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Not a pretty set of data out this morning.  There are increasing signs that this economy is sinking like a rock without government aid.This morning’s new homes sales and durable goods orders were much weaker than expected.

Like the existing homes report yesterday new homes sales missed by a very wide margin.  Econoday details the report:

“The mid-year dip that everyone expected following the April expiration of second-round housing stimulus is proving to be very deep. Yesterday’s existing home sales report came in far below expectations as did today’s new home sales report.

New home sales fell 12.4 percent in July to a record low 276,000 unit annual rate. Like the existing home sales report, declines swept all regions. Also like the existing home sales report, supply rose steeply, to 9.1 months from June’s 8.0 months. Unlike yesterday’s report, prices for this report show weakness. The median price is down 6.0 percent to $204,000 for a minus 4.8 percent year-on-year comparison. The median price is the lowest since 2003.”

Not good news by any means.  Housing remains, arguably, the linchpin of the entire economy.  The surge in supply and decline in price is really the last thing any bull wants to see currently.  The drop in prices is shocking and should be followed by declines in other price metrics over the coming weeks and months.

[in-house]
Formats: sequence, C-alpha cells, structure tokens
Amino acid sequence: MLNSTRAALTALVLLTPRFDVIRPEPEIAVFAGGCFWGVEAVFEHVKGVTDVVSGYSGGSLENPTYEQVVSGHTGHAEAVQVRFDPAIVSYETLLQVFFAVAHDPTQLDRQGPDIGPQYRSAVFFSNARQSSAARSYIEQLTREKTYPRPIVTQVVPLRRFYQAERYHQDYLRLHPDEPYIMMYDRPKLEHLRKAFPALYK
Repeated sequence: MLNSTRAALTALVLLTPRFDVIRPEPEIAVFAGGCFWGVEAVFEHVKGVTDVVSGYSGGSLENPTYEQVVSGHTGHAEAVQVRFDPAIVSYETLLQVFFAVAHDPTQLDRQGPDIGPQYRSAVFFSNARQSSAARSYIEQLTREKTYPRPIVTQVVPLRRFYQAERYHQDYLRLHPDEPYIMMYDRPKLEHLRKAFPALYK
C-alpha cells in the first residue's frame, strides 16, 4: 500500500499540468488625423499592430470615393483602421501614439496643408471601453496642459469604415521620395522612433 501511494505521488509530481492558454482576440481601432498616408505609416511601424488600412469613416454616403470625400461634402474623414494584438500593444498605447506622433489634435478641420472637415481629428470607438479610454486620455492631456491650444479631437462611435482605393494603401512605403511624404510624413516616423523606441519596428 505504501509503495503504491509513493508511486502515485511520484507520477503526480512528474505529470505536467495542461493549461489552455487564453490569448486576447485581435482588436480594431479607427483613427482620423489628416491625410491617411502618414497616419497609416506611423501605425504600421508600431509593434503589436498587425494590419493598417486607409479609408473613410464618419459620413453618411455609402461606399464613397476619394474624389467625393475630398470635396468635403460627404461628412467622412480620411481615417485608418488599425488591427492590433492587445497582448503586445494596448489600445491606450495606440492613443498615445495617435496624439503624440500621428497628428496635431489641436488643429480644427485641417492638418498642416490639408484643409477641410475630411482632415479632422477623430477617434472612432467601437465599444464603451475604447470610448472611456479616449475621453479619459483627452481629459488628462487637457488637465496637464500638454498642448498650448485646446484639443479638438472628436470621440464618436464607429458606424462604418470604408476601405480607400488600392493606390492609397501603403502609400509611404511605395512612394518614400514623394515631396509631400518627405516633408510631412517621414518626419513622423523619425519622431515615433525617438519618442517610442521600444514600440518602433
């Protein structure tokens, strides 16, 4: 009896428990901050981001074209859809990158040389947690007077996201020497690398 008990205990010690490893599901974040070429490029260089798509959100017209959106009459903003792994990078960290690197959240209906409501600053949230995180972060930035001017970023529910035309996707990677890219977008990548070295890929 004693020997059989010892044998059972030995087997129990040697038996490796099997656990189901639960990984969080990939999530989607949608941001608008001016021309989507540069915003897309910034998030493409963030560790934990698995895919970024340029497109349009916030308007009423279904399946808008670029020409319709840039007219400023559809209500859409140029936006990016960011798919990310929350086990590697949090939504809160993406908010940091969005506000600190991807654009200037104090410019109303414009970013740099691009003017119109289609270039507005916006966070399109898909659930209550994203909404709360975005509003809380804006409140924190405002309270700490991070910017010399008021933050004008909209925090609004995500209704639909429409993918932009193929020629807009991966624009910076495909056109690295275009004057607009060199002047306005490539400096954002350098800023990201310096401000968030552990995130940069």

In other news durable goods missed by a wide margin to the downside.  Analysts were expected a 2.5% MoM increase, but orders rose just 0.3%.  As we noted last month, this is a particularly alarming change in trend due to the very high correlation between employment and durables:

“Last week’s data on durable goods might be the most important piece of data we’ve seen in many months.  As David Rosenberg has previously noted, durable goods have a disturbingly high correlation with jobs growth over the last 15 years.  This chart shows just how tightly correlated the labor market is with the change in durables.   Last week’s data showed the second consecutive downtick in durable goods orders.  While this is by no means a trend it does appear to rhyme with the continuing weakness in the labor market and the hesitancy of companies to bring on new workers.  The next few readings could be quite telling.  Renewed weakness in durables could be a good sign of what’s to come.”

These are not good signs for the bulls who believe we are in a sustained recovery.  As the stimulus wanes it is becoming increasingly apparent that real underlying aggregate demand is very weak.

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